Haggard's new church outgrows barn

July 12, 2010

Ted Haggard’s new church has a long way to go before it qualifies as a megachurch, but it’s growing quickly and will soon be moving from Haggard’s barn to the Pikes Peak Center.

New Life Church grew from a handful of people meeting in Haggard’s home into a congregation of 14,000 based in north Colorado Springs that gave Haggard a national stage and political influence.

Haggard, who was forced to leave New Life Church in disgrace in November 2006 after a scandal involving a male prostitute and drug use, has said he has no ambition to lead such a large congregation again.

Nevertheless, Haggard’s St. James Church is gaining members quickly since its first service five weeks ago in the Haggards’ barn.

Attendance Sunday was about 245, a 44 percent increase since the first service. Congregants, some of whom came from Denver and Cañon City to attend, stood three deep at the barns’ entrance when space inside filled, several sources say.

Haggard said Monday he will being holding services at the Pikes Peak Center on July 25, in part because St. James has outgrown his barn, but also because the insurer that holds the policy on his home won’t cover the church’s meetings.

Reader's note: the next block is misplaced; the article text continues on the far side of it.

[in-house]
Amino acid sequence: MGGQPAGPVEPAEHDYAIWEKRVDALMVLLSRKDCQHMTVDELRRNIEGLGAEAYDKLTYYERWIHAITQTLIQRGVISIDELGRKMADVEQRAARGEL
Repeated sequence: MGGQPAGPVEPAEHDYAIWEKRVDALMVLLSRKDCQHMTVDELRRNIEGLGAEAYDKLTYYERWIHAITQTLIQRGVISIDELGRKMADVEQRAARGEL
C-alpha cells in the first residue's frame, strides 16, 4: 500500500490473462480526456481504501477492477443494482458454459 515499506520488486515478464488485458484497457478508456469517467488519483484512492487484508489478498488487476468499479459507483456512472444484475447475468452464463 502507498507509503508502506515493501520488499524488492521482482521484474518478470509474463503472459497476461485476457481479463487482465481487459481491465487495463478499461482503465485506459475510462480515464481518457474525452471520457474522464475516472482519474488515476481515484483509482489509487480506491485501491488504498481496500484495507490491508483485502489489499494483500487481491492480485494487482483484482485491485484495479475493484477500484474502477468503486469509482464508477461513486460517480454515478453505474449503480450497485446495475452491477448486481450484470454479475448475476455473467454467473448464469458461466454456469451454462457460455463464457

“We have to go now,” Haggard said. “We have no choice.”

He’s not sure which space he’ll be leasing at Pikes Peak Center, but it probably will be Studio B, a small auditorium that seats about 250.

The start of St. James comes 25 years after Haggard began New Life and almost four years after he resigned as New Life’s senior pastor in the wake of the sex scandal.

Haggard’s main theme at St. James has been that church leaders have become too judgmental. His sermons have focused on the importance of helping those who have fallen or struggled in life. “It’s God’s role to judge, the devil’s role to accuse and our role to encourage,” he said at the first St. James service.

He’s spread his message through social media outlets like Twitter and Facebook. Most of those attending services heard about St. James through friends and media reports. A large number are former New Life members.

Tom Pesavento attended New Life from 1989 till 2007 and is now a St. James member. “At this early stage, the people I know who have been coming are more interested in taking care of others,” Pesavento said. “It’s not our place to judge. It’s our place to love and help if we can.”

Lisa Vanbebber was a New Life member from 1994 till 2008. “He is such a gifted, amazing pastor,” Vanbebber said. “You leave the service and you have a tangible lesson you can bring to the workplace and everyday life.”

Paul Harvey, a professor of American religious history at the University of Colorado at Colorado Springs, predicts St. James will continue to grow with Haggard at the helm.

“He’ll have a thousand or two within a couple years,” Harvey said. “He’s good at what he does. He clearly knows how to attract people.”

For more on Haggard, go to Barna’s blog, “The Pulpit”

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